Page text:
It is Waziristan again

VIOLENCE has become a way of life in North Waziristan where people are being killed practically every day. But Tuesday’s incident at Datakhel in which 22 people were killed in a blast in a cluster of compounds was a major event considering the large number of casualties (one source puts the death figure at 32). What is more disturbing is the ambiguity that surrounds the happenings in the tribal areas which are now determining not just the course of the war on terror but the entire future of Pakistan. Take Tuesday’s blast. There are at least three versions of what actually caused it. According to the residents, missiles from across the border had hit a madressah in the area that led to the death of a number of people. The Pakistan army spokesman insists that the blast was accidental and occurred when some militants were making explosives. The US-led coalition forces in Afghanistan have categorically denied that they had fired any missile. Who is to be believed? In order to preempt any misunderstanding the authorities should allow media representatives and human rights activists to visit North Waziristan — which at present is virtually a no-go area for outsiders — to determine the truth of Tuesday’s explosion.

This would have many advantages. If the government’s claim is correct and is confirmed by independent sources, it would save the army the odium that is hiding the truth. It would also help establish its credibility which has gone to shreds since General Musharraf joined hands with the Americans to wage a war against the al Qaeda. But the question would be raised as to why our forces have failed to check the entry of the foreigners into this region — those making the bombs are said to have been Uzbeks. If, contrary to what the army claims, the cause of the blast was a missile and innocent people were targeted along with the militants by our armed forces and their American allies, then it is time for the government to review its policy in the tribal areas, especially in respect of its strategy vis-à-vis terrorism. If the claim of the residents is found to be true, it means that the war on terror being waged mainly in the tribal areas along the Pak-Afghan border is proving to be counter-productive. If this war has failed to have an impact while resulting in the death of countless people — many of them innocent civilians — the Pakistan army and the coalition forces in Afghanistan will have to rethink their strategy.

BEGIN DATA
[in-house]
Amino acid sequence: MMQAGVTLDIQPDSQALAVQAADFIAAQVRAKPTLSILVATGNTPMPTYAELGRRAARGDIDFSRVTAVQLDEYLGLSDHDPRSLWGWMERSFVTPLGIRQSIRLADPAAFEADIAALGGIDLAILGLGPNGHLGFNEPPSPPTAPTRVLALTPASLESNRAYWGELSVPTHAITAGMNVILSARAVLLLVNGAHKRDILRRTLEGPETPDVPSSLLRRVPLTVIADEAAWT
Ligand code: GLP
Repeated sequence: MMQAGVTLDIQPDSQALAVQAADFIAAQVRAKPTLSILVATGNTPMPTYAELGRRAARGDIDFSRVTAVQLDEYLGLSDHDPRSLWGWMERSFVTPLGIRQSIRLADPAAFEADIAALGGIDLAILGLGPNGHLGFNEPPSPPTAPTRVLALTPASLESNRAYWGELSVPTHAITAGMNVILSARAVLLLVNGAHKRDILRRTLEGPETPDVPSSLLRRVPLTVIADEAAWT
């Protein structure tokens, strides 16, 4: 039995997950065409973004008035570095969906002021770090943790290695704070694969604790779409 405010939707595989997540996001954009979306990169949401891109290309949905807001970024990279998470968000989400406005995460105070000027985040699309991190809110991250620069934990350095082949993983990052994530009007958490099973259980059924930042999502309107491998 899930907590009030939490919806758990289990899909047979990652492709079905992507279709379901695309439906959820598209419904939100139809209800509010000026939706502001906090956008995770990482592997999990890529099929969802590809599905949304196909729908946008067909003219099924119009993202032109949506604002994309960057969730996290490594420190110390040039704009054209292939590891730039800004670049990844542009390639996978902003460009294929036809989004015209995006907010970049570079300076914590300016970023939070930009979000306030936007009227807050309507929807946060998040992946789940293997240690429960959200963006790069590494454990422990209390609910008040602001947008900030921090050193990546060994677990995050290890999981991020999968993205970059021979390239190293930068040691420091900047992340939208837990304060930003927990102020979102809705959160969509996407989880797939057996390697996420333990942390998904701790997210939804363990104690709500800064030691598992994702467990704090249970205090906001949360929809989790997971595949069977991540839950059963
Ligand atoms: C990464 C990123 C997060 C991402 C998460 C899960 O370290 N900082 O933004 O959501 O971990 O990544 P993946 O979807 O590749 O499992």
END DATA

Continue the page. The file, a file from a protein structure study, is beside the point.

There is also the long-term policy that the government is expected to address, though understandably it would like to focus at present on its immediate goal of controlling terrorism. It should concurrently work to bring the tribal areas into the economic, political and national mainstream. For centuries this region has been marginalised and kept backward and underdeveloped. Having failed to enter the 21st century, Fata obviously cannot keep pace with the rest of the country. It is the antediluvian thinking of its people, their poverty and the lack of economic opportunities that drive them to violence, smuggling and drug trafficking. In the present-day scenario a majority of them have fallen victims to some militant groups and the foreigners in their midst. If the government shows an understanding of these factors, it may succeed in rooting out terrorism from the frontier region.

A controversial knighthood

IT is astonishing that nearly two decades after the publication of The Satanic Verses, the British government should have chosen to re-kindle a forgotten controversy by knighting its author. Salman Rushdie may be a great fiction writer, but he has used his pen to create hatred rather than enlightenment among nations. When it was published in 1988, the book had aroused indignation throughout the Muslim world because of its blasphemous contents, leading to widespread protests. Iran even issued a fatwa of death, later withdrawn, against a man whom some people call a Satanic author. The relations between the Muslim world and the West are passing through a tense phase. The deception preceding the Anglo-American attack on Iraq, the disinformation campaign about Iraq’s non-existent weapons of mass destruction, the Blair government’s hand in doctoring the intelligence dossier to create the myth of a 45-minute ‘warning time’, the attack on Afghanistan, the Abu Ghraib torture revelations and the unqualified Anglo-American support for Israel’s continuation of Palestine’s occupation — all these have combined to embitter relations between the West and the Muslim world. The idea here is not to underestimate the impact of the criminality committed by Osama bin Laden in September 2001, besides other acts of terror against civilians in Madrid, London and elsewhere.

Common sense requires that both sides do nothing that could aggravate the sense of mutual alienation. Like the Danish cartoons, Rushdie’s knighthood will widen the chasm. Equally deplorable is Mr Ejazul Haq’s talk of suicide bombing. Muslims have, no doubt, been hurt by Mr Rushdie’s ennoblement, but that a religious affairs minister should have talked in these terms in parliament is indeed deplorable. In fact, instead of articulating the Pakistani people’s sentiments in the spirit demanded by the occasion, Mr Haq has provided the western media with ample material to discover a Pakistani hand behind every act of terrorism. His statement is as much worthy of condemnation as the Labour government’s decision to confer knighthood on the Satanic Verses writer at a time when the arrest of Ruth Turner, one of Mr Tony Blair’s aides in the “cash for honours” scandal, has lowered the prestige of British honours.

Woes of hepatitis patients